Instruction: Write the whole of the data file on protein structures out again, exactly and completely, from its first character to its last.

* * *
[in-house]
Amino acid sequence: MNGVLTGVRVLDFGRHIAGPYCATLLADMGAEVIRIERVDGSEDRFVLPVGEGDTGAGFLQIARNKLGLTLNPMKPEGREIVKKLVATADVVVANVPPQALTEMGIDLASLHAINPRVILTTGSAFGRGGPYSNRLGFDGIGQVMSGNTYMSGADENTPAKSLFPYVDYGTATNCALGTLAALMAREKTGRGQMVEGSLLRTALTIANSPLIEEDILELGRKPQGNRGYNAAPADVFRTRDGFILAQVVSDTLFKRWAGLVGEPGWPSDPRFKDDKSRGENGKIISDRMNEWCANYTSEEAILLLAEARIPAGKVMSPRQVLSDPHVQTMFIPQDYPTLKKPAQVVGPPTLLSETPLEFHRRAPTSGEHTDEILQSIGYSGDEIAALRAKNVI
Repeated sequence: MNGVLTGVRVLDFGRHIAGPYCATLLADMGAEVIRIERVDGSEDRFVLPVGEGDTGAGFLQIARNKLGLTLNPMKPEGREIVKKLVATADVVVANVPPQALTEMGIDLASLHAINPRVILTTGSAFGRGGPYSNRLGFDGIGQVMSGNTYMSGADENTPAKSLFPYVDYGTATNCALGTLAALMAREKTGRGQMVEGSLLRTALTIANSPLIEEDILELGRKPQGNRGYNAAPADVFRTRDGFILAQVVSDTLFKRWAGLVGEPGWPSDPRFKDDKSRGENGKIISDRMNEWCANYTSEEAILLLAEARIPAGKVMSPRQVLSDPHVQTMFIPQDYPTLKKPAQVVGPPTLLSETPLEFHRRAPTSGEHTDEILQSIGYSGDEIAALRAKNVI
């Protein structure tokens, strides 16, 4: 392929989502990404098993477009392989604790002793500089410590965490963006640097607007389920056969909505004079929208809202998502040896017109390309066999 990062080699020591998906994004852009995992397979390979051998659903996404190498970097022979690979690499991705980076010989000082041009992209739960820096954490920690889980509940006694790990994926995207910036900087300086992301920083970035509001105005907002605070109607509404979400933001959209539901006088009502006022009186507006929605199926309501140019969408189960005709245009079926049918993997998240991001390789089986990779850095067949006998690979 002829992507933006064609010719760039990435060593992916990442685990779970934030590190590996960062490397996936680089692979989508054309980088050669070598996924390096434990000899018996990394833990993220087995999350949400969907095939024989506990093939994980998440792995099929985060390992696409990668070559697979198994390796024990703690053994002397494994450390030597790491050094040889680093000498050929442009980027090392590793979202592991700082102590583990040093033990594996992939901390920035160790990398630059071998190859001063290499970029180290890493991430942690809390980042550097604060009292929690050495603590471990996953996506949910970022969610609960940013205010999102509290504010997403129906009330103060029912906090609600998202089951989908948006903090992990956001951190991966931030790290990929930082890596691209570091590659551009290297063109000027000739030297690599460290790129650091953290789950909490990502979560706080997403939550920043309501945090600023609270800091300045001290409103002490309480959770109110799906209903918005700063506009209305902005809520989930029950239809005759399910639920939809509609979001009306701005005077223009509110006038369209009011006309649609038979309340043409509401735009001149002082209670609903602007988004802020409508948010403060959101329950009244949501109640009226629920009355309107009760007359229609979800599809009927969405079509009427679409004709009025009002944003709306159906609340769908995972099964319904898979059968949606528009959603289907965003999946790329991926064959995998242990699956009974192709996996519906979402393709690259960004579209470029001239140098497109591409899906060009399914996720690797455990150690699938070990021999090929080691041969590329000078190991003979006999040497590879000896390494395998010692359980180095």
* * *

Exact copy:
[in-house]
Amino acid sequence: MNGVLTGVRVLDFGRHIAGPYCATLLADMGAEVIRIERVDGSEDRFVLPVGEGDTGAGFLQIARNKLGLTLNPMKPEGREIVKKLVATADVVVANVPPQALTEMGIDLASLHAINPRVILTTGSAFGRGGPYSNRLGFDGIGQVMSGNTYMSGADENTPAKSLFPYVDYGTATNCALGTLAALMAREKTGRGQMVEGSLLRTALTIANSPLIEEDILELGRKPQGNRGYNAAPADVFRTRDGFILAQVVSDTLFKRWAGLVGEPGWPSDPRFKDDKSRGENGKIISDRMNEWCANYTSEEAILLLAEARIPAGKVMSPRQVLSDPHVQTMFIPQDYPTLKKPAQVVGPPTLLSETPLEFHRRAPTSGEHTDEILQSIGYSGDEIAALRAKNVI
Repeated sequence: MNGVLTGVRVLDFGRHIAGPYCATLLADMGAEVIRIERVDGSEDRFVLPVGEGDTGAGFLQIARNKLGLTLNPMKPEGREIVKKLVATADVVVANVPPQALTEMGIDLASLHAINPRVILTTGSAFGRGGPYSNRLGFDGIGQVMSGNTYMSGADENTPAKSLFPYVDYGTATNCALGTLAALMAREKTGRGQMVEGSLLRTALTIANSPLIEEDILELGRKPQGNRGYNAAPADVFRTRDGFILAQVVSDTLFKRWAGLVGEPGWPSDPRFKDDKSRGENGKIISDRMNEWCANYTSEEAILLLAEARIPAGKVMSPRQVLSDPHVQTMFIPQDYPTLKKPAQVVGPPTLLSETPLEFHRRAPTSGEHTDEILQSIGYSGDEIAALRAKNVI
């Protein structure tokens, strides 16, 4: 392929989502990404098993477009392989604790002793500089410590965490963006640097607007389920056969909505004079929208809202998502040896017109390309066999 990062080699020591998906994004852009995992397979390979051998659903996404190498970097022979690979690499991705980076010989000082041009992209739960820096954490920690889980509940006694790990994926995207910036900087300086992301920083970035509001105005907002605070109607509404979400933001959209539901006088009502006022009186507006929605199926309501140019969408189960005709245009079926049918993997998240991001390789089986990779850095067949006998690979 002829992507933006064609010719760039990435060593992916990442685990779970934030590190590996960062490397996936680089692979989508054309980088050669070598996924390096434990000899018996990394833990993220087995999350949400969907095939024989506990093939994980998440792995099929985060390992696409990668070559697979198994390796024990703690053994002397494994450390030597790491050094040889680093000498050929442009980027090392590793979202592991700082102590583990040093033990594996992939901390920035160790990398630059071998190859001063290499970029180290890493991430942690809390980042550097604060009292929690050495603590471990996953996506949910970022969610609960940013205010999102509290504010997403129906009330103060029912906090609600998202089951989908948006903090992990956001951190991966931030790290990929930082890596691209570091590659551009290297063109000027000739030297690599460290790129650091953290789950909490990502979560706080997403939550920043309501945090600023609270800091300045001290409103002490309480959770109110799906209903918005700063506009209305902005809520989930029950239809005759399910639920939809509609979001009306701005005077223009509110006038369209009011006309649609038979309340043409509401735009001149002082209670609903602007988004802020409508948010403060959101329950009244949501109640009226629920009355309107009760007359229609979800599809009927969405079509009427679409004709009025009002944003709306159906609340769908995972099964319904898979059968949606528009959603289907965003999946790329991926064959995998242990699956009974192709996996519906979402393709690259960004579209470029001239140098497109591409899906060009399914996720690797455990150690699938070990021999090929080691041969590329000078190991003979006999040497590879000896390494395998010692359980180095």